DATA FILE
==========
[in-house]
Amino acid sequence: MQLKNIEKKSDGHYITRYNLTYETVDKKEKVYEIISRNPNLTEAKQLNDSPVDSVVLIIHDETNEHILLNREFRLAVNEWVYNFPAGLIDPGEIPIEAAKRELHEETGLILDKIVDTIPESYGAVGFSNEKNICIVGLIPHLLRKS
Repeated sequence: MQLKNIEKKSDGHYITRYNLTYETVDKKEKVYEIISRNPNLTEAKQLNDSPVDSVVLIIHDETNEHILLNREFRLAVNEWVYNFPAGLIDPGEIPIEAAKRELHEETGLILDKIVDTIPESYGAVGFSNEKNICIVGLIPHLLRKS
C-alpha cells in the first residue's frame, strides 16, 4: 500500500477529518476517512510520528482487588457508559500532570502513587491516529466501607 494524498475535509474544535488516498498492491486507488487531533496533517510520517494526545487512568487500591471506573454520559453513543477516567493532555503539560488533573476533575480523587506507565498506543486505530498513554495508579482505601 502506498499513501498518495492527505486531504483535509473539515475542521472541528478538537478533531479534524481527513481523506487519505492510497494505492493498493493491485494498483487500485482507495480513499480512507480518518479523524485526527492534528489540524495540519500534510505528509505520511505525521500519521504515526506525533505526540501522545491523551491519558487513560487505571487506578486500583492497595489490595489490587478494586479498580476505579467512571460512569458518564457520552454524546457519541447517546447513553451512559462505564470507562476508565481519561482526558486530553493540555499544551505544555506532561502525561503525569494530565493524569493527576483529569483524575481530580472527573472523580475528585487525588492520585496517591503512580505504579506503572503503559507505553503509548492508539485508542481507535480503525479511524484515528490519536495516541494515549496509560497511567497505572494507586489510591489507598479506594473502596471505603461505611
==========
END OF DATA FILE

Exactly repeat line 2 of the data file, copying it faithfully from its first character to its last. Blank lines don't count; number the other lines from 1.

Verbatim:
Amino acid sequence: MQLKNIEKKSDGHYITRYNLTYETVDKKEKVYEIISRNPNLTEAKQLNDSPVDSVVLIIHDETNEHILLNREFRLAVNEWVYNFPAGLIDPGEIPIEAAKRELHEETGLILDKIVDTIPESYGAVGFSNEKNICIVGLIPHLLRKS